Think Fast, Mr. Moto

THINK FAST, MR. MOTO took author John P. Marquand’s literary creation of a globe-trotting, eminently polite, deceptively deadly Japanese sleuth and introduced him on screen in the  delightfully offbeat personage of Peter Lorre. The 1937 item, liberally lifted from Marquand’s third of six Moto adventures, clicked with the public and was followed by seven more over the next two years, all with Lorre. *

High-stakes international smugglers aren’t above murder, and the trail of treachery leads from San Francisco to Shanghai, via passenger freighter, with a stop in Honolulu en route. Directed by Norman Foster, who co-wrote the script with Howard Ellis Smith, the particulars of the plot aren’t great shakes, but for the most part the handling is sure, and the exotic atmosphere (set-bound but effective) is boosted by a lively score from R.H. Bassett and Samuel Kaylin.

Thomas Beck and Virginia Field as the romantic interest, clonk, proving that acting lessons can be of some value, but there are good bad guys in the familiar forms of Sig Rumann and J. Carrol Naish. Lorre, 32, is a treat, and, as we will discover, in this and in subsequent stories, ‘Kentaro Moto’ is a force to reckon with, a blend of silk and steel. **

Soft-spoken, his soothing diction and disarming manner covering a variety of skills and talents, at equal ease with charming (occasionally backhanded) compliments, lingering innuendos or velvet insinuations. An expert at judo, and a good shot, he doesn’t hesitate to employ deadly violence and is unruffled in its aftermath. He makes use of disguises, can speak several languages, has musical ability, and prefers milk to alcohol (yet knows a heck of hangover cure).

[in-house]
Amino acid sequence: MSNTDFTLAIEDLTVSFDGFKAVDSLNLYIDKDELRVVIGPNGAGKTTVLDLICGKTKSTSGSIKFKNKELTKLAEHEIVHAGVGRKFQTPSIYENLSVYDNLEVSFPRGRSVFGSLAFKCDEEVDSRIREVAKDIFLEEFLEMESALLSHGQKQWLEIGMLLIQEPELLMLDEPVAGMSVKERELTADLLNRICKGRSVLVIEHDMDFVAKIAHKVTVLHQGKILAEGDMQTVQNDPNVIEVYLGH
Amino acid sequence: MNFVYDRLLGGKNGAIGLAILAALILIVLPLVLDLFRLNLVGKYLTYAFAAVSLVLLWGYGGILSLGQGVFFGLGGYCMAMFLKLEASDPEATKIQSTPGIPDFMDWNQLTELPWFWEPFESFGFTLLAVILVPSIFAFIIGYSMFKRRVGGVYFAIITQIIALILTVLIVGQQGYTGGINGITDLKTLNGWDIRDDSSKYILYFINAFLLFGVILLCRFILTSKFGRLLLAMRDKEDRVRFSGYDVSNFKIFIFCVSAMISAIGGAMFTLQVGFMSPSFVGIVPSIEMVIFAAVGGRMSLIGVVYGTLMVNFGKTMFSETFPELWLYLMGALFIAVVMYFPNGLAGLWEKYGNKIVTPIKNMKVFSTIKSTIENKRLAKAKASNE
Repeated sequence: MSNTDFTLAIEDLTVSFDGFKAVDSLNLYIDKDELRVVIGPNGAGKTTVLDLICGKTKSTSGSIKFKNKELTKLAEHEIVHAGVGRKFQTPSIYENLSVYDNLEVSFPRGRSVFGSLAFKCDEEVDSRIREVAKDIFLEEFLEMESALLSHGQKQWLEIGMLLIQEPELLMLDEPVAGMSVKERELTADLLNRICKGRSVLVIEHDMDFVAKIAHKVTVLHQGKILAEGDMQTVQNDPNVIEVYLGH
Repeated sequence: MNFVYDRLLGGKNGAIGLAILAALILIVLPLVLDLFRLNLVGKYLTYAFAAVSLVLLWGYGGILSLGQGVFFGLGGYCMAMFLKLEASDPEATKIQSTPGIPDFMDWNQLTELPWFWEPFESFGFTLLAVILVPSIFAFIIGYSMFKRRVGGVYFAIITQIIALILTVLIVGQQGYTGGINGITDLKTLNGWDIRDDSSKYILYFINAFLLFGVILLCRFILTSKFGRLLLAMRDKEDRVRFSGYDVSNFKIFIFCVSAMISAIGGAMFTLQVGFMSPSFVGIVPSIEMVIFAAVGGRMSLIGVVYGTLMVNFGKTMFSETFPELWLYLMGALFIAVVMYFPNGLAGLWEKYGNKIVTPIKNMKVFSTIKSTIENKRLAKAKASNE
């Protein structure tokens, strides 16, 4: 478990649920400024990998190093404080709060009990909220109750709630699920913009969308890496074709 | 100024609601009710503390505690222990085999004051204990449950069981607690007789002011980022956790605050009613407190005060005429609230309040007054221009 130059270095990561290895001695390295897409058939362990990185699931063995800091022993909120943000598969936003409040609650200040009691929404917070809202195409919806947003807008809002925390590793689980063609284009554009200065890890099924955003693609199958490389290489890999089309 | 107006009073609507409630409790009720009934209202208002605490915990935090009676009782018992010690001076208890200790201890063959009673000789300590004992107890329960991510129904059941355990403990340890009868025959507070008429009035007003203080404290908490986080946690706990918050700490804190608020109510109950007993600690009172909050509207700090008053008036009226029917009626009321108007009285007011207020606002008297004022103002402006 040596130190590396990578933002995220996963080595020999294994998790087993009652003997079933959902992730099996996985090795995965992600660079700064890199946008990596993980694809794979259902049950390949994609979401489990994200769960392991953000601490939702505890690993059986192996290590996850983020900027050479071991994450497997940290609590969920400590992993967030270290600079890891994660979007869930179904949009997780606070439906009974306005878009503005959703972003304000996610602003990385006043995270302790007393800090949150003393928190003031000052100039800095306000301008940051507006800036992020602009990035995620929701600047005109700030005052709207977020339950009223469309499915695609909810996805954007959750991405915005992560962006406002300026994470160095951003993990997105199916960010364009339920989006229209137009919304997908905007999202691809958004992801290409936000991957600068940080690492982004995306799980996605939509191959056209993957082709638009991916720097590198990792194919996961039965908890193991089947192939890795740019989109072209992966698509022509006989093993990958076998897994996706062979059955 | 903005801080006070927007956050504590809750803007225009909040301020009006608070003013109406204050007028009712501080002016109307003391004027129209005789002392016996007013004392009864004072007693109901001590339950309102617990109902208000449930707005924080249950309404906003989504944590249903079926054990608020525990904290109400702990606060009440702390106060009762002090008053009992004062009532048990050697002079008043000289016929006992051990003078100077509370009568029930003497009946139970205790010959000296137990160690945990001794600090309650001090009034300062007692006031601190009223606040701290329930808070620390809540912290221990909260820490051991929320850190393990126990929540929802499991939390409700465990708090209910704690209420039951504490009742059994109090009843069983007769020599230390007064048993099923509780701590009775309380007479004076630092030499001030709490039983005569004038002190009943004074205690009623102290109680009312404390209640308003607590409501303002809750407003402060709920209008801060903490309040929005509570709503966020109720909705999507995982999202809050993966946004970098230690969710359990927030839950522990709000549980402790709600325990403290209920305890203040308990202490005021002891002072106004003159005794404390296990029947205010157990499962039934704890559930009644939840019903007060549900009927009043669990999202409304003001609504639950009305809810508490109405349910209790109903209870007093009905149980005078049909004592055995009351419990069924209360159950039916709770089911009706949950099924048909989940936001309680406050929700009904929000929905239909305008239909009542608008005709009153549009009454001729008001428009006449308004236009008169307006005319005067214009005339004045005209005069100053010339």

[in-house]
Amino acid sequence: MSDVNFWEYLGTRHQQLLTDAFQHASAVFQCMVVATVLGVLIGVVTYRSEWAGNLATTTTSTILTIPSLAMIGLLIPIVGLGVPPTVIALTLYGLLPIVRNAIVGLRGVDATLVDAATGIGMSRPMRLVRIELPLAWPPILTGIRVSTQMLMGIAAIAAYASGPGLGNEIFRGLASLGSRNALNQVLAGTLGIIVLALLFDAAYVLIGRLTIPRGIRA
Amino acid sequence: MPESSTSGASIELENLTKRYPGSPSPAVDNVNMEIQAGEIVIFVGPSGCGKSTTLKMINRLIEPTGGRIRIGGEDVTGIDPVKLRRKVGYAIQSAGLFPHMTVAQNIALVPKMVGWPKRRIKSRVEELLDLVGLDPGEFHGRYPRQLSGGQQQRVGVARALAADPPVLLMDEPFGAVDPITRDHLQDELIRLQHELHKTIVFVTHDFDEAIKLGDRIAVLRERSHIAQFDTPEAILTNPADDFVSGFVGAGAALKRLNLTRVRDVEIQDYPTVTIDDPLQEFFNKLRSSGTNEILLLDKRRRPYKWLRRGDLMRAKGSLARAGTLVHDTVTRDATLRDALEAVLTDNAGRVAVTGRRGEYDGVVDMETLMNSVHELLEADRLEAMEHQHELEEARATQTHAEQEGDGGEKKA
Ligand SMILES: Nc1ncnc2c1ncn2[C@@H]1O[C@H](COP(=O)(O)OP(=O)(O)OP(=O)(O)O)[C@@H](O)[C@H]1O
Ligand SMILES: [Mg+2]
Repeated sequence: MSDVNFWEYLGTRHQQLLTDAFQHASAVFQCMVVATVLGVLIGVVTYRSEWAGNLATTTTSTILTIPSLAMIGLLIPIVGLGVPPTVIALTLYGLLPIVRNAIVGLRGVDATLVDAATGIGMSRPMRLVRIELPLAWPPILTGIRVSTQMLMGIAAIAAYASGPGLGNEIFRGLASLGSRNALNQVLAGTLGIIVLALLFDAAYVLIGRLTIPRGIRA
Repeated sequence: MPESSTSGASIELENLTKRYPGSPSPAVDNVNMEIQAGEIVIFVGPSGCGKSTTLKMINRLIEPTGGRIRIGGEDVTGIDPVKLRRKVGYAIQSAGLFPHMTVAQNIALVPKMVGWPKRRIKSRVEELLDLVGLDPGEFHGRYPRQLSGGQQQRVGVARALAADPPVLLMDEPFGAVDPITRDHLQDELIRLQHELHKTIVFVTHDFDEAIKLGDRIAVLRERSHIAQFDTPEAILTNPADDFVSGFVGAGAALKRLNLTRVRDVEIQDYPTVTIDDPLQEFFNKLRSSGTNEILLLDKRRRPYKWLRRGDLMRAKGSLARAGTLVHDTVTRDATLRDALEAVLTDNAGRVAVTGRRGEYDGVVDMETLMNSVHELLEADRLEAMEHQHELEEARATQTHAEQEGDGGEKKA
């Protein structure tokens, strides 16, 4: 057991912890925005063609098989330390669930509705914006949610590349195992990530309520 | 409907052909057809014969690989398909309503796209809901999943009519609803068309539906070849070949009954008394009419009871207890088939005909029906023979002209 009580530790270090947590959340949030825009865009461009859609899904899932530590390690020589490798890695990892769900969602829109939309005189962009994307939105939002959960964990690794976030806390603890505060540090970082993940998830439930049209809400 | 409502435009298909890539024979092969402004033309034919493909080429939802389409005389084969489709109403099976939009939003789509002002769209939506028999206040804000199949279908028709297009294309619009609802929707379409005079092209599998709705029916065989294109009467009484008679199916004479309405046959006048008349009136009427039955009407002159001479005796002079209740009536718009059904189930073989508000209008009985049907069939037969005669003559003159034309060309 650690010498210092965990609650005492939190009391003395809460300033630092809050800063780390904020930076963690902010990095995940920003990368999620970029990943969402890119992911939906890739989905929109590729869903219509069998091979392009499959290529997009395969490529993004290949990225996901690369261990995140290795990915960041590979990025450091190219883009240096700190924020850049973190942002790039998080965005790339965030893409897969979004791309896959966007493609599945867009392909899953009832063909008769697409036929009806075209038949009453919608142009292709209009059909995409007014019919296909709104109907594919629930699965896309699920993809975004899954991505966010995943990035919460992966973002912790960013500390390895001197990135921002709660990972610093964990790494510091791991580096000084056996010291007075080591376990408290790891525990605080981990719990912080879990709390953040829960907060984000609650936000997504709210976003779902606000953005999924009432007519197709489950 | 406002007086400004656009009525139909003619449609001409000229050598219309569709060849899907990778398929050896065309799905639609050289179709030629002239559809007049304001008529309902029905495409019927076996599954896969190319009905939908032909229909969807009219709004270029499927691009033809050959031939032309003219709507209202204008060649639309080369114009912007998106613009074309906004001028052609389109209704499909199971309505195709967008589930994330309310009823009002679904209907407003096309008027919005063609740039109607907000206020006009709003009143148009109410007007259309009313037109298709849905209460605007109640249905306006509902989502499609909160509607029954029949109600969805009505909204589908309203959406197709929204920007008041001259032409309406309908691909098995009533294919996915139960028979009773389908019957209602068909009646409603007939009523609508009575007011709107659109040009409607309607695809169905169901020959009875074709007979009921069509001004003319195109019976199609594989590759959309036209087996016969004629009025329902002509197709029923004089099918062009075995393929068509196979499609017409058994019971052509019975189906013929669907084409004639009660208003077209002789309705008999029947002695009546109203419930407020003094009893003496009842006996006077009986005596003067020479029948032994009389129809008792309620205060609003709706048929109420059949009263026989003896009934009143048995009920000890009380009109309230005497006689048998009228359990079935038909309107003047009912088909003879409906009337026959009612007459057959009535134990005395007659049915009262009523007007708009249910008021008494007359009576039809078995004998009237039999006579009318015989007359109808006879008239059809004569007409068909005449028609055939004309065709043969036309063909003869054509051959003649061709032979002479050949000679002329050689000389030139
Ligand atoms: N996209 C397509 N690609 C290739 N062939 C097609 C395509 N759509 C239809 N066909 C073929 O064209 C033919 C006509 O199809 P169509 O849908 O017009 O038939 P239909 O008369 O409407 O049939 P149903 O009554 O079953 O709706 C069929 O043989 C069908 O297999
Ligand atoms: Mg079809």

A tidy return of $1,600,000 (around $30,833,000 in 2022) guaranteed more Moto to come. Case closed in 66 minutes, with Lotus Long, William Law, George Cooper (as ‘Muggs’), Sammee Tong and Philip Ahn.

* Pulitzer-winning (for “The Great George Apley”) John P. Marquand was touring Japan, getting ideas for a series that might compete with the “most honorable” Charlie Chan. During his travels he was followed everywhere by a diminutive, exceedingly well-mannered detective, whose job was apparently to discern whether the American was nosing around for something more than a character for the “Saturday Evening Post”. Marquand’s Moto resulted. Interestingly, the Empire’s man of mystery caught favor with audiences at the same time as people were being shocked and outraged by the bloody handiwork of the sons of the Rising Sun’s, busy ferociously mauling China. Politics and matinees make strange bedfellows. Moto would say that better, with a mixture of bemusement, condescension, charm and menace.

Lorre: “Mr. Moto is a Japanese, a clever, swift-thinking rather suave person. Well, then, I become that person and what I do is right. I do not need to study a real Japanese man to know what to do. That is wrong. There is a typed idea of each nationality and actors think they must imitate that idea, as if Japanese or Chinese men were not as varied as we are ourselves!….Each man moves according to what he is. When you have imagined what he is, you must move as he does.”

Bonus in this initial installment is Mr. Moto’s hangover remedy: lemon juice, pinch of salt, 1 egg, 4 dashes orange bitters, 1 jigger Worcestershire sauce, 2 tsp sugar absinthe, fill to top with gin. Stir. Drink.       You try it first.

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